French musician Jean Michel Jarre will help to open French Culture Year in China with a concert at the front gate of the Forbidden City that can be described as no less than fabulous.
The Meridian Gate has been closed for more than 10 days to prepare for the performance, said Beijing municipal government spokesperson Wang Hui, adding that more than 15,000 people are expected to attend.
The concert will actually be presented on two separate open-air stages. One, located within the Forbidden City, will be accessible only to invited guests and VIP ticket-holders. The second stage will be located just outside the Forbidden City, at Tian'anmen Square.
The first part of the concert, scheduled to last about one and a half hours, will be held on the inner stage. Jarre will then move to the Tian'anmen Square stage for a 20-minute performance.
The Forbidden City audience will be completely surrounded by sound as well as images. Ten giant inflatable screens of different shapes, including cones and spheres, will present high-definition, moving 3D images of such famous Parisian landmarks such as the Eiffel Tower and the Arc de Triomphe.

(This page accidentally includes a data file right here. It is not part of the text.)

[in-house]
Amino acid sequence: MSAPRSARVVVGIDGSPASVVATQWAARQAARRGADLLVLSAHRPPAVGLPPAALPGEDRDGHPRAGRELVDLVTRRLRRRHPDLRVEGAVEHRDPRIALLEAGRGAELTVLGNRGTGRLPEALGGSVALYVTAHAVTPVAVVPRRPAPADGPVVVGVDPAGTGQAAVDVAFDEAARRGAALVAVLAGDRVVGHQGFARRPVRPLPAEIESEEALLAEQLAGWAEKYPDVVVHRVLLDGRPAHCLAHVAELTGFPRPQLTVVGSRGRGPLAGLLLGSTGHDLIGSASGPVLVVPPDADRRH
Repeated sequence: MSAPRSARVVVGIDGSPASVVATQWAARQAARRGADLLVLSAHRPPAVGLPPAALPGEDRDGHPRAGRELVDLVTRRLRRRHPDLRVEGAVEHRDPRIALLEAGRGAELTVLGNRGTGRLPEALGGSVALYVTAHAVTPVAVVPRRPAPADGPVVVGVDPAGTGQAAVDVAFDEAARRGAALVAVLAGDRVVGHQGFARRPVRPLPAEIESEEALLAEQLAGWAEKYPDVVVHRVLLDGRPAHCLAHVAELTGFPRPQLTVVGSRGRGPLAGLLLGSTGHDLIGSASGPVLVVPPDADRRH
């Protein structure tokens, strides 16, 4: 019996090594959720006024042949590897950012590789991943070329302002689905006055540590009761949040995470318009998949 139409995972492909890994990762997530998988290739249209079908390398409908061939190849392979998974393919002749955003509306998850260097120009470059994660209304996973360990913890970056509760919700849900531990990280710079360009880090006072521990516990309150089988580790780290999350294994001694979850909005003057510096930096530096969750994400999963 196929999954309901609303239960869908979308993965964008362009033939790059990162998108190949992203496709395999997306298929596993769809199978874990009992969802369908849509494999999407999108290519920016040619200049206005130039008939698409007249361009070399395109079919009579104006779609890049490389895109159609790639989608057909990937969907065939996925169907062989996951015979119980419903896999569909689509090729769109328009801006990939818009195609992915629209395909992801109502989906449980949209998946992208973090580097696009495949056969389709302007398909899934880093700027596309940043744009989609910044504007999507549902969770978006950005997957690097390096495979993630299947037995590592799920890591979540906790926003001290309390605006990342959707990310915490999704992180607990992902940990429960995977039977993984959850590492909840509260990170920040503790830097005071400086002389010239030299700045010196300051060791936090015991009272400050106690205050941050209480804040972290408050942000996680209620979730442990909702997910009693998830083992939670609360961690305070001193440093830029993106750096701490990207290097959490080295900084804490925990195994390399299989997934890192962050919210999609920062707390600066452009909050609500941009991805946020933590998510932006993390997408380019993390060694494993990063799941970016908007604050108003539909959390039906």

Screen walls are also being erected at Xidan, Wangfujing and Zhengyangmen, three downtown commercial or scenic areas.
For those who prefer to stay at home, live telecasts and webcasts will also be run.
The Jarre team has flown in 300 cubic meters of equipment from France for the event, including 600 projectors and a 100,000-watt Dolby Digital surround sound system. Some 20 kilometers of cable are being used to stage the extravaganza.
Jarre will be joined on stage by fellow keyboardist Francis Rimbert and by Patrick Rondat on electric guitars.
In keeping with his practice of incorporating local talent into his concerts, an 85-member Chinese symphony orchestra, a traditional music orchestra and a choir of 72 Chinese singers will accompany the innovative French artist.
Spokesperson Wang said the performance by a famous Western artist at the Meridian Gate, a quintessential piece of classical Chinese architecture, is intended to bring together the ancient culture of China and the modern culture of France.
Alain Lombard, commissioner general of the French Culture Year, said that the performance should help Chinese people better understand France and French culture.
Jarre, who is credited with almost single-handedly establishing modern French music on the international scene, last held a concert in Beijing in 1981. He was the first Western musician to play in China after the country implemented its reform and opening policy in the late 1970s.
(China.org.cn, Xinhua News Agency October 8, 2004)